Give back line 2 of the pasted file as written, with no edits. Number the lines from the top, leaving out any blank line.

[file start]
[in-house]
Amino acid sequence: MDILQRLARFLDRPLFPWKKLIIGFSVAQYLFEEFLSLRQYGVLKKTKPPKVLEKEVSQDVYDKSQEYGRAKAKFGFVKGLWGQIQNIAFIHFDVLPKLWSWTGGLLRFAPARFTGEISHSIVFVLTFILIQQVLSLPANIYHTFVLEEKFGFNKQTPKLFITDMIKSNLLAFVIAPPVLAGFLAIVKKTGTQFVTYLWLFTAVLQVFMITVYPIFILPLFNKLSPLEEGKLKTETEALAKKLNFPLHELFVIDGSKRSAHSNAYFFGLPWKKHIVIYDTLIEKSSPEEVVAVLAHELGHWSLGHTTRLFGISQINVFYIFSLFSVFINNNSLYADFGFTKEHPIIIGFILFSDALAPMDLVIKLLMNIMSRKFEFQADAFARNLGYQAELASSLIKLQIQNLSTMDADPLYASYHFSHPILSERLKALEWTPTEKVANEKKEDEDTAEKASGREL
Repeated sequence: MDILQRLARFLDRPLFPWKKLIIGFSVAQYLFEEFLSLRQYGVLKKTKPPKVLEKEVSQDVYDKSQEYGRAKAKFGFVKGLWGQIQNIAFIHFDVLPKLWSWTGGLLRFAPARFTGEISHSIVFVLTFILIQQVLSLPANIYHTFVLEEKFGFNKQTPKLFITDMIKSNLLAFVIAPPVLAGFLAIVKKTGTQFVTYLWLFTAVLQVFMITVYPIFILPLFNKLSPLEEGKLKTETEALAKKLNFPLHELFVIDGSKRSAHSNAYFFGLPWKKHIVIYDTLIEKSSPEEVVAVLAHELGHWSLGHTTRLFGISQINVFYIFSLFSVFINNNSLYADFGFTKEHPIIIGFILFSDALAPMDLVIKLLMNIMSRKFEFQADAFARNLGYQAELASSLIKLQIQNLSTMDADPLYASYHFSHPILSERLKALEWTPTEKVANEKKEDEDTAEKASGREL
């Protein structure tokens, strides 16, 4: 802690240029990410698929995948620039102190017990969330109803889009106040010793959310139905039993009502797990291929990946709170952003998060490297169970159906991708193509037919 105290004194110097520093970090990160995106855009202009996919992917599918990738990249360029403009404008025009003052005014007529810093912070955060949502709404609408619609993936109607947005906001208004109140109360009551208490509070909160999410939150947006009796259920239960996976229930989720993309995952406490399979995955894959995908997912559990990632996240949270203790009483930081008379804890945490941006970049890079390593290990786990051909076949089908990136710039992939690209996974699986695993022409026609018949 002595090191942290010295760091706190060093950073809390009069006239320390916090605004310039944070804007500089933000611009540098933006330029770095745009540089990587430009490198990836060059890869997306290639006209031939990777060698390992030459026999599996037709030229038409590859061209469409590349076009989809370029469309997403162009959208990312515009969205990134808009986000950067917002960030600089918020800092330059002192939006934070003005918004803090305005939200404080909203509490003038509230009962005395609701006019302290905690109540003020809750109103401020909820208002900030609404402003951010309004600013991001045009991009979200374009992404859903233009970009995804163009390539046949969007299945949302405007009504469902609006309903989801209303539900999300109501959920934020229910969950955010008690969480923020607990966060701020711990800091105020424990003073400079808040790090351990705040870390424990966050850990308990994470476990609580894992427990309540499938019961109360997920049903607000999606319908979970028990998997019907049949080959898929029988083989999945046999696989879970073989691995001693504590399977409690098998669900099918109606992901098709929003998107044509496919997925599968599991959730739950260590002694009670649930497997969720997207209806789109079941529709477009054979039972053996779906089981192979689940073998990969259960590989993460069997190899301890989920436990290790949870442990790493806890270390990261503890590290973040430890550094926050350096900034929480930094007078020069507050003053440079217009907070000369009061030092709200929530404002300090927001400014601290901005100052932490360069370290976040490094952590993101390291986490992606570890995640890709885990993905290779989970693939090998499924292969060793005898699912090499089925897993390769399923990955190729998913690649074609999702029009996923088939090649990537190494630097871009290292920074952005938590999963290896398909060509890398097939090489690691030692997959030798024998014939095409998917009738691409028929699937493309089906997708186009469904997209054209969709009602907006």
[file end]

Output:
Amino acid sequence: MDILQRLARFLDRPLFPWKKLIIGFSVAQYLFEEFLSLRQYGVLKKTKPPKVLEKEVSQDVYDKSQEYGRAKAKFGFVKGLWGQIQNIAFIHFDVLPKLWSWTGGLLRFAPARFTGEISHSIVFVLTFILIQQVLSLPANIYHTFVLEEKFGFNKQTPKLFITDMIKSNLLAFVIAPPVLAGFLAIVKKTGTQFVTYLWLFTAVLQVFMITVYPIFILPLFNKLSPLEEGKLKTETEALAKKLNFPLHELFVIDGSKRSAHSNAYFFGLPWKKHIVIYDTLIEKSSPEEVVAVLAHELGHWSLGHTTRLFGISQINVFYIFSLFSVFINNNSLYADFGFTKEHPIIIGFILFSDALAPMDLVIKLLMNIMSRKFEFQADAFARNLGYQAELASSLIKLQIQNLSTMDADPLYASYHFSHPILSERLKALEWTPTEKVANEKKEDEDTAEKASGREL